that whole process with yet another record company. You don't
have control of what you're doing and then you don't make
any money anyway. He was up for us doing it on our own, so
he put up the money and we had a nice little run with Noteworthy
records. Save The Children and My
Heart And Soul did really well. Then I put
out Midnight Passion and it hardly
got any airplay. That was when I decided to just pull the
plug on the label. Like I said. I learn fast.
SV: It was such a fabulous CD
but the playlists were really being cut by then and it
was a tough time for independent releases. Noteworthy
put out excellent CDs from Kerry Moy and Boy Katindig,
who has been touring with Paul Taylor and doing solo
gigs recently. They couldn't crack the airplay code,
even though to this day I hear people mentioning those
CDs on their "best of" lists. It had to be a drain
financially and artistically.
MP: It was. It takes a lot of money to
market an album. Look at it this way - if you spend just
$ 1,000 per state marketing your record that's $ 50,000.
That's a minimal amount to break a record. That's under
the old model but that model was still in effect. Getting
stocked and displayed at retail and getting heard just
costs. You can't compete with a big label that has the
budget to do that. Even now there are artists starting
their own labels and trying to work their music that way
and they are getting beaten up. Retail even got tough because
they started charging money for you to get in their ads
and get your CD on listening stations where people could
see and hear it. Then the record companies were trapped
because they had supported the process and paid willingly
at first, then the cost kept going up and they couldn't
budget it even for all their priority releases. They started
complaining about these programs when they were the ones
who fed the fire. And it all came back to the artists not
getting a fair shake on exposure in the process.
SV: Did this kind of fuel your move toward backing
off on your solo work and being a sideman.
MP: I just wanted to keep playing. I can
go out and play with other people and make a living. Then
I got into promoting and booking. My feeling was that if
I can't get a stage with these guys I'll just create my own
stage. I'm just surviving like that. I miss being out there
as a mainstream artist and hopefully I'll get back into it.
SV: You recorded a CD called Beautiful which
seemed to be on the back burner for a while then it finally
became available around a year ago but there was no fanfare
or promotion for it..
MP I competed the project and I shopped
it around to several labels and got lukewarm response. Being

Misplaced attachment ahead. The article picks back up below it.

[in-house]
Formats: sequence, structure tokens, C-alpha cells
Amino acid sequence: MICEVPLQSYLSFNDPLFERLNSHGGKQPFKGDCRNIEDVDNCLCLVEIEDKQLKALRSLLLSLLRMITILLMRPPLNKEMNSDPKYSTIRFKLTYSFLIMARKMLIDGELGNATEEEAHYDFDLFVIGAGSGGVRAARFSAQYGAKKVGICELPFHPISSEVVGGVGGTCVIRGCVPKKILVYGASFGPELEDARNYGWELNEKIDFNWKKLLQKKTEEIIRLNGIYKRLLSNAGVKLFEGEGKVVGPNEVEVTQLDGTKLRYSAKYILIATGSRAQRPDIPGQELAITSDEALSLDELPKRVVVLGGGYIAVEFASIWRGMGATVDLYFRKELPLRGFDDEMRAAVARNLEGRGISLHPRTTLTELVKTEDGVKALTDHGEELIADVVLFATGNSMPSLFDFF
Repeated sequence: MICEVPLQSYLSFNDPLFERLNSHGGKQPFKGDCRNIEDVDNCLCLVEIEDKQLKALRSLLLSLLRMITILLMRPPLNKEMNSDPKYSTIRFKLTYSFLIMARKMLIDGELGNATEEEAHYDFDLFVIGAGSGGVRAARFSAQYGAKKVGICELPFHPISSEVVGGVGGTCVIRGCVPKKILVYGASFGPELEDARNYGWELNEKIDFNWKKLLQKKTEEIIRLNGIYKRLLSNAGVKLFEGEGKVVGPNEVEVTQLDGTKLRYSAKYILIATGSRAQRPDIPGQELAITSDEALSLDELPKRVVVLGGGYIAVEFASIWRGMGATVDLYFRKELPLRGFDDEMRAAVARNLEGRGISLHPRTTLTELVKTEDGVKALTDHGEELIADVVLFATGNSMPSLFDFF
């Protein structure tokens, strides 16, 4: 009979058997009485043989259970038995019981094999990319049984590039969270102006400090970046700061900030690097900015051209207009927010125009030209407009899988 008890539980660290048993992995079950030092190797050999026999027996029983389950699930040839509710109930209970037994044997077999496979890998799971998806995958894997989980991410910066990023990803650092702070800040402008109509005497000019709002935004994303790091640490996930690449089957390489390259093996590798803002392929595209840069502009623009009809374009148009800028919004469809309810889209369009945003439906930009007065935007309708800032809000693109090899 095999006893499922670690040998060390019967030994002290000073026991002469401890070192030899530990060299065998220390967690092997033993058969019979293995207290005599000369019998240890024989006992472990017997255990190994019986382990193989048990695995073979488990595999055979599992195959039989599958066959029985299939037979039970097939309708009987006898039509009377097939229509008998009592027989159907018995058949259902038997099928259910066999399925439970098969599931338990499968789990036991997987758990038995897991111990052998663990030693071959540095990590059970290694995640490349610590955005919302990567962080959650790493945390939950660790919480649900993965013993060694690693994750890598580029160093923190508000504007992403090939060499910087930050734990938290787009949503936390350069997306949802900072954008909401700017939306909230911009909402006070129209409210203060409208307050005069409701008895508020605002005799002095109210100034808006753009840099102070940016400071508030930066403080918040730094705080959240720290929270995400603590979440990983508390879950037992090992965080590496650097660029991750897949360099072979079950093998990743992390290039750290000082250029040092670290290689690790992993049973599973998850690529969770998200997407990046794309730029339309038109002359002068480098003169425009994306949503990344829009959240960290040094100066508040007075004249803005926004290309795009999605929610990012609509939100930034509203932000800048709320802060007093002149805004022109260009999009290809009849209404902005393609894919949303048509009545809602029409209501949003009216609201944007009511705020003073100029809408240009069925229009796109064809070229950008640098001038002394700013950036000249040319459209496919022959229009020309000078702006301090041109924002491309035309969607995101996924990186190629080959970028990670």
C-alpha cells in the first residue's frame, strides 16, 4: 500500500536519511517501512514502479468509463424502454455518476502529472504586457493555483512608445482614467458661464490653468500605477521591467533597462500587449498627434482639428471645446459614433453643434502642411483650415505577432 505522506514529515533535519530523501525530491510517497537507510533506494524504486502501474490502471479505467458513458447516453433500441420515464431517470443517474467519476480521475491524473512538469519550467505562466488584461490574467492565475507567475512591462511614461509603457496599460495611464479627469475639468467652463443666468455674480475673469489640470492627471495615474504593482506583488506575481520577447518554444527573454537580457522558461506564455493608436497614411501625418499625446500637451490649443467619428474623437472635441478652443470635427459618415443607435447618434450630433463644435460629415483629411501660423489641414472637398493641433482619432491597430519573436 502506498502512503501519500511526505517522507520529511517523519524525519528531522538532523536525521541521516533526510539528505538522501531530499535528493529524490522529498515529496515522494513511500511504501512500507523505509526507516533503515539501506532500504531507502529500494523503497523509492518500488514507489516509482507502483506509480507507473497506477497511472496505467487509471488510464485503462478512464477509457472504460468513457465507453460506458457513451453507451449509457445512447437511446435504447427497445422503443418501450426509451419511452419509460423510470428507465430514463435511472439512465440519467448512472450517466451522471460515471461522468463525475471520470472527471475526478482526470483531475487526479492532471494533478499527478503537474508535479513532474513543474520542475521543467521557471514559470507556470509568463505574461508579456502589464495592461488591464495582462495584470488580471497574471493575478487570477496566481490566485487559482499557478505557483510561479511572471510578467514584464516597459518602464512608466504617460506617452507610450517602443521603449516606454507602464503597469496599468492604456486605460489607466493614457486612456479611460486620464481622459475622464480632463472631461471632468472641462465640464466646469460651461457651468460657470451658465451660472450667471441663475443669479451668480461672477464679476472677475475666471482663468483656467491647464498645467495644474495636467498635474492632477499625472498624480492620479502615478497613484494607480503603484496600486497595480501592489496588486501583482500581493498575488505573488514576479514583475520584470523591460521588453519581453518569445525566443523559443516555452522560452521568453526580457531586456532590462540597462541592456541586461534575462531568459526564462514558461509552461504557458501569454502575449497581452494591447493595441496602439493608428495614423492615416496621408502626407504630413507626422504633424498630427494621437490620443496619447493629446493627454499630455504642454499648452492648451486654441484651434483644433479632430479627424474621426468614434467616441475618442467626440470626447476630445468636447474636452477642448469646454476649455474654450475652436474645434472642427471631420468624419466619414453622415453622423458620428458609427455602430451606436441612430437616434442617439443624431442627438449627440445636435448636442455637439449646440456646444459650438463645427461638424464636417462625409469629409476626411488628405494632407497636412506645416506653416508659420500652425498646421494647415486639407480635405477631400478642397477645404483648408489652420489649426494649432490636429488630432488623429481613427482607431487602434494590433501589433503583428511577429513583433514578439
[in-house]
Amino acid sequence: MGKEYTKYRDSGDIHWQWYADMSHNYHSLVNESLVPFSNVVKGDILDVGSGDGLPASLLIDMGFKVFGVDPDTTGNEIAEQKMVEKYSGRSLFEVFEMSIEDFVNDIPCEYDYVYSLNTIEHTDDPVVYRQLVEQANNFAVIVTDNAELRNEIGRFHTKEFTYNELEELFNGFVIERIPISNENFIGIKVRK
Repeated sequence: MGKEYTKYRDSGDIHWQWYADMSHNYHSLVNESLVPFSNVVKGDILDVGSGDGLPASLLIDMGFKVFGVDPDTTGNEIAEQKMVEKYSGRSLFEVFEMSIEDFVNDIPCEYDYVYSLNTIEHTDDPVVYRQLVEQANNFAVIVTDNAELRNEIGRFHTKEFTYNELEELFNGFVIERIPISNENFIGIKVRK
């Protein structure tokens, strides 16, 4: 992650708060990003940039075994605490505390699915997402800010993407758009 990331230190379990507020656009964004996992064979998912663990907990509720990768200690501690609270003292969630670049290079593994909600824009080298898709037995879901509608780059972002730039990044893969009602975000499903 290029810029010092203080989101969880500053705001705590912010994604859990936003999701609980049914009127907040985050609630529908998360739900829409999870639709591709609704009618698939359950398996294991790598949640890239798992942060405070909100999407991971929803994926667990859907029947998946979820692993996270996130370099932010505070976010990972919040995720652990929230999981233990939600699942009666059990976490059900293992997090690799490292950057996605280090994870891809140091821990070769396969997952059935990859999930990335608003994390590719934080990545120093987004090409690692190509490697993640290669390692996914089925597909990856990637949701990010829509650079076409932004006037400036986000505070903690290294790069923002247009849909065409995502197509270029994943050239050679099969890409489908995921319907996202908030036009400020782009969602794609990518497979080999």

on the scene as long as I have been I looked at the changes
in radio and retail and decided it wasn't worth the effort
to do a national release if I couldn't get label support
and distribution. Would it be worth the thousands of dollars
it would cost to promote it when it is such an upstream battle
with getting airplay and getting it into the stores? I ended
up putting it out so it would be available for people who
know me and people who come to the shows but I was so involved
with other things and knowing the intensity and time it takes
I decided to keep it at that level. I've been selling it
steadily at gigs and on the Internet. It's out there. You
can get it!
SV: With all that is going on
in the business right now would you think about recording
another solo project?
MP: Actually I'm working on
a symphonic project. I just cut six songs with a 40 piece
orchestra. I rearranged "One Passion", "Last Tango In Paris", "My
Heart And Soul", and some new compositions. The idea for
the project came about when I was working with David Benoit.
He had hired me to play with the Asian-American Symphony
during their concert series. I was one of their featured
artists. We started talking about arrangements for that concert
and a promoter in Jakarta wanted me to perform with an orchestra
too. One thing led to another and David ended up writing
the arrangements for this appearance and we got the idea
to record it.
SV: Isn't going from owning a record company
to being a promoter in a soft concert industry kind of jumping
out of one frying pan into another hotter one?
MP: Yeah (laughs). I think as far as promoting
events the saving grace is you have control. You're in charge,
you do the marketing, you can set a game plan and stick to
it. When you own a label there are so many factors that you
can't control as far as getting distribution, getting airplay,
finding ways to get the music sold and generally supporting
your artists. And if it doesn't all come together you're
screwed. You could get the airplay then have something go
wrong with distribution and not have it in the stores, You
could end up putting out the single the week several major
names put theirs out. Just all these factors. When you are
promoting a concert you have a lot more control over what
happens during the event. For us it's not just based on getting
an act and getting bodies in to see them. The audience comes